Before you go looking for the perfect home, first make sure you love the neighborhood, otherwise you might end up in the perfect home right in the middle of hell. First find a neighborhood that suits your unique needs, then find the perfect three bedroom house with the white picket fence to raise your 2.5 children in.
When you arrive in a prospective neighborhood you should not only look for the obvious, but also the not so obvious signs that something is not quite right. Bars on the windows are bordering on obvious. If you see a lot of houses with bars on their windows, those people are clearly worried about something. Rather than looking for bars on windows, look for the presence of security cameras. It’s one thing to have a security camera at a place of business, but to have them set up around your house (unless it’s a mansion), someone is really worried about being attacked or vandalized. You probably don’t want to raise your kids in that neighborhood.
Next check out local businesses. Do they scream hard times or success? If you start seeing a lot of pawn shops, checks cashed, bail bondsmen, rundown bars, adult bookstores, and liquor stores, you might want to stay away. All those places, while they may be legitimate businesses, they are all associated with an economy that is in the toilet. You can find neighborhoods that smell of success easy enough so you don’t have to relegate yourself to that kind of neighborhood. On the other hand, if you start seeing places like, 24 hour fitness and similar fitness places, upscale clothiers, Starbucks (they’re usually pretty picky about where they locate their stores), nice sit-down, cloth napkin on the table restaurants, and children’s clothing stores, then you have a neighborhood where people are doing well enough that they can afford more than just the bare essentials in life. Anytime you start seeing a collection of stores catering to things that are above and beyond the things you need to get by, that’s a good thing.
I would make one exception here. That would be for video stores and movie theaters (small ones). People have proven that they will spend money on entertainment regardless of hard times as it provides a much needed escape from reality. For that reason I would look for other signs like a juice bar, or a motorcycle dealership. While you may see some car dealers in bad neighborhoods because cars are often a necessity, motorcycles are not. People down on their luck do not purchase expensive motorcycles from dealerships. For that you need, either very good credit and money for usually expensive insurance, or a lot of cash; none of which people struggling are going to have much of.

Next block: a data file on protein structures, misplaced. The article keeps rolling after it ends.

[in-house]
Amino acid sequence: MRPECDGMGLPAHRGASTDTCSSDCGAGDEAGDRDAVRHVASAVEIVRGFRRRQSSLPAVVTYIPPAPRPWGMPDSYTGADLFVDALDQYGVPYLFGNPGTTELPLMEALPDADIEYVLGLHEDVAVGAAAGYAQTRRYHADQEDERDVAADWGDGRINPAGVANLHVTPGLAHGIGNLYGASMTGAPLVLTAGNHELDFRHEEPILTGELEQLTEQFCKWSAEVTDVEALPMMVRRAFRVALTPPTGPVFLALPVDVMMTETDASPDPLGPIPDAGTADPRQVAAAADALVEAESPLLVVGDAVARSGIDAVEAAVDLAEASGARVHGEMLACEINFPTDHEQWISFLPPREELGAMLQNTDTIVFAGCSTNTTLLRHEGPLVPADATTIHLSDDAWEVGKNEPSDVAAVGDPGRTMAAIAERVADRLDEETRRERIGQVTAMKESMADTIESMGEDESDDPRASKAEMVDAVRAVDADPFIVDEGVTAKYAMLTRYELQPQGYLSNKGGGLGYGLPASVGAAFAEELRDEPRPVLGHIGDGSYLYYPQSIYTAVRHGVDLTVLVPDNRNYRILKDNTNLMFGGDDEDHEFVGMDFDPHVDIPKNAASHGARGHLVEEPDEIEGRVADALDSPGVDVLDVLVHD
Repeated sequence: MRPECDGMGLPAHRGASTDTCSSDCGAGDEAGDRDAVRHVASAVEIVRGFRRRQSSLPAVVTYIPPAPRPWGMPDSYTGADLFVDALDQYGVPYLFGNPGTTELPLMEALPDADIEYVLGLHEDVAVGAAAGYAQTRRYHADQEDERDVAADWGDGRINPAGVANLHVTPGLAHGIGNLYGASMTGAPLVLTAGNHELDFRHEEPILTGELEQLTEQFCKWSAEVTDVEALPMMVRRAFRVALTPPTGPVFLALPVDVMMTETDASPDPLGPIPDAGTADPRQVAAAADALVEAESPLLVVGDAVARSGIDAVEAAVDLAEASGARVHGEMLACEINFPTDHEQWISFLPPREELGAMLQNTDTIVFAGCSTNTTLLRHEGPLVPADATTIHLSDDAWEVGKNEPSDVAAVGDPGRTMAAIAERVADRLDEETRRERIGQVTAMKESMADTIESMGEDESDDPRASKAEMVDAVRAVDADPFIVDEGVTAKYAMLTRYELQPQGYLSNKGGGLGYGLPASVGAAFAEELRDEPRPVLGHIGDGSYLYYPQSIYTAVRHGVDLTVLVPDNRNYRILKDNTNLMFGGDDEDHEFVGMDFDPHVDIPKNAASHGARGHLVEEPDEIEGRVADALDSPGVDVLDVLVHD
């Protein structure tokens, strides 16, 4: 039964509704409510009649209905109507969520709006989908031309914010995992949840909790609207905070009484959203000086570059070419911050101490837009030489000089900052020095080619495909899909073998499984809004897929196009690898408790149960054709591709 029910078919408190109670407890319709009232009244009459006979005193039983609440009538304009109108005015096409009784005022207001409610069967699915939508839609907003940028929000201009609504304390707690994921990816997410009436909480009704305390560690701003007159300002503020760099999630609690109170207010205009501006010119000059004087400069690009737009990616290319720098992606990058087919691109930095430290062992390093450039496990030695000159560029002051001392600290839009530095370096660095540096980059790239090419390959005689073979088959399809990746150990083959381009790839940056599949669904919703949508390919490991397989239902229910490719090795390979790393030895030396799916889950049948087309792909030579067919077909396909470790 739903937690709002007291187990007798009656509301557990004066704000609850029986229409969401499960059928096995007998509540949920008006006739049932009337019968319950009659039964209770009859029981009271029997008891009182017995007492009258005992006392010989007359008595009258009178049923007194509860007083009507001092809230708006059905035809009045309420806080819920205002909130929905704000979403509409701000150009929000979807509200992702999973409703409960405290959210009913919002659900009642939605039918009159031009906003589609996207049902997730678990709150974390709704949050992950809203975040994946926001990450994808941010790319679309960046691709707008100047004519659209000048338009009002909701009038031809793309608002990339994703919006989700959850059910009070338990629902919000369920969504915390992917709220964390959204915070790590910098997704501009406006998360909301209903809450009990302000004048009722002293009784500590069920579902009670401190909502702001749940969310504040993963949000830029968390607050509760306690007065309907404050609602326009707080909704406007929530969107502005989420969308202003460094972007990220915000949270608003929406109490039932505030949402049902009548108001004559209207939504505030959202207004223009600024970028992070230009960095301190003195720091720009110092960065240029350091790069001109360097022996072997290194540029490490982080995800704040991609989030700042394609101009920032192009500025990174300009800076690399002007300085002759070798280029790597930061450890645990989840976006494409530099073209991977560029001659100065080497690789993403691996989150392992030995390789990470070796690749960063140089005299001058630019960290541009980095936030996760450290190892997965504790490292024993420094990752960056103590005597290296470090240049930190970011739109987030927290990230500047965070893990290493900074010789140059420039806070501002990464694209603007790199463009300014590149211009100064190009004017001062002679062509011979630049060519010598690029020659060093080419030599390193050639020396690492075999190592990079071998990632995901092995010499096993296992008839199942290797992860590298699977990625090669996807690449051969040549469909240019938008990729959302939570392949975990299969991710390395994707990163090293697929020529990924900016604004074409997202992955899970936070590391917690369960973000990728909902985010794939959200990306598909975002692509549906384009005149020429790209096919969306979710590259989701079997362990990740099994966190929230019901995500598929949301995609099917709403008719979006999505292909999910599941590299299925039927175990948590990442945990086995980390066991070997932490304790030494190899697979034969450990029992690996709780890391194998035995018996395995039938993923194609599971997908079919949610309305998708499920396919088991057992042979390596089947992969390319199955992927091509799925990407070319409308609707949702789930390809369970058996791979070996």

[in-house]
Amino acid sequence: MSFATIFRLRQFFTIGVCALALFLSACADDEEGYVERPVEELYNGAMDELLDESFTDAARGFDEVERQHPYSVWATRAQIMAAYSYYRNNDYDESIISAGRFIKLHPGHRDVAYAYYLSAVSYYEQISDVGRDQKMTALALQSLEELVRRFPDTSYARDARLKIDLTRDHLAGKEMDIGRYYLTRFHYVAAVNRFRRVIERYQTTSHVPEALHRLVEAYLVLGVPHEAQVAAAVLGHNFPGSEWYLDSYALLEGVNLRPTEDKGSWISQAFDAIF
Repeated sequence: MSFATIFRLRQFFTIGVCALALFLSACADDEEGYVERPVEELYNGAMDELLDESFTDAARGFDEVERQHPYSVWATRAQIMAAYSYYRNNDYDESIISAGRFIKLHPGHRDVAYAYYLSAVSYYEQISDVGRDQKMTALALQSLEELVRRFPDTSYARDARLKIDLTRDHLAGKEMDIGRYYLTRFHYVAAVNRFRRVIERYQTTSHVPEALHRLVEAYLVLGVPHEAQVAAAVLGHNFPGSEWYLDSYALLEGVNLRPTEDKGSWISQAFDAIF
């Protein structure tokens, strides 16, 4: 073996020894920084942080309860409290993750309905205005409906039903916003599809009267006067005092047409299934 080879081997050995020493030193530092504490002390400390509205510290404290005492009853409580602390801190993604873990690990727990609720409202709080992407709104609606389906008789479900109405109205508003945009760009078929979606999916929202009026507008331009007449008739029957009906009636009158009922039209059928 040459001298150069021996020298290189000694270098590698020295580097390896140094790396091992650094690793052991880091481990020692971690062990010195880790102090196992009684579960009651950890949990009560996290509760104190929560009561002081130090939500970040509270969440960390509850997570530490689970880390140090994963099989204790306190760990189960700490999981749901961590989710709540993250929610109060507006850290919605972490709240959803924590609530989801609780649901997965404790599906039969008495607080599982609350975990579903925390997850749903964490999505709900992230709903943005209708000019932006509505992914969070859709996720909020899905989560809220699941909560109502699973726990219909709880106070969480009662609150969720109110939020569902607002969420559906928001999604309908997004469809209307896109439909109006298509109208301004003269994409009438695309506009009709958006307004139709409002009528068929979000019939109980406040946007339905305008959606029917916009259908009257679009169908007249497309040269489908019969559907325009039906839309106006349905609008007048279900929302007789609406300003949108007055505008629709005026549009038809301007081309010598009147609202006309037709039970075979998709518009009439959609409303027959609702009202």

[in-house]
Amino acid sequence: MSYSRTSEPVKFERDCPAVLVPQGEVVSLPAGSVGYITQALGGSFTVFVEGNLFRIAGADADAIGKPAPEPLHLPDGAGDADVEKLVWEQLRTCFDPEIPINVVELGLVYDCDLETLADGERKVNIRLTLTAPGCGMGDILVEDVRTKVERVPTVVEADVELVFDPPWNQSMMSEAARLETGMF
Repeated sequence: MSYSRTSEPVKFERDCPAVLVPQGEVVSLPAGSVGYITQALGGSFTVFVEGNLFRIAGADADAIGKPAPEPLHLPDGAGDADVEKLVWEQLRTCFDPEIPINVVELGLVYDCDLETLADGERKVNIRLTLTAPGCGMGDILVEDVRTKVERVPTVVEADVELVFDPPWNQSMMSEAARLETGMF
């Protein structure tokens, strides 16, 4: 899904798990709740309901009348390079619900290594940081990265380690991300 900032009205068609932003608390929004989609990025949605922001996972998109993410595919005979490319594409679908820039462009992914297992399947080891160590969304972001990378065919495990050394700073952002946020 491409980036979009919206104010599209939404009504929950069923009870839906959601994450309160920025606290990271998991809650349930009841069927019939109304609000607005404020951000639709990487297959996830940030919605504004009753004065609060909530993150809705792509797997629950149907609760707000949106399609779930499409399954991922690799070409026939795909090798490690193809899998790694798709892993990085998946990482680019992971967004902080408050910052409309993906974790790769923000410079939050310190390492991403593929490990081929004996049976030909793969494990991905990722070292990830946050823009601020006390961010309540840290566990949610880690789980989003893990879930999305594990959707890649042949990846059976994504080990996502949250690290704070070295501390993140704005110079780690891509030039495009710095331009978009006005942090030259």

What about the Parks?
It may be tempting to declare a neighborhood fit the moment you see a children’s park or playground. I would take it a step further. Who do you see in those children’s places? If you keep seeing teens hanging out during school hours, adults without kids hanging out, then I would not take my kids there. The place may have been a mecca for parents and their kids, but if it’s inhabited by everything but, well then something is clearly not right. If you do see parents or babysitters there with children; perfect. Your BEST source of information on the fitness of a given neighborhood is going to come from moms and dads first, babysitters second. They are almost always happy to endorse a neighborhood and gush about how wonderful it is, or they are all too happy to make sure you don’t make the same mistake they did.
Look for the Signs
It’s all about reading the warning signs. Look for the things that don’t always strike you as bad. Sometimes it’s those subtle things that scream your biggest warning. Only after you are sure the neighborhood is safe and fits with you or your family’s lifestyle, then can you go find a house with confidence. You can also bid on that perfect house with confidence because you know this is a place you would love to live in.
About the author: Travis Bayles is an independent real estate researcher. He enjoys sharing his insights on various property publications and websites. Visit Baywest Homebuilders, to find out more details.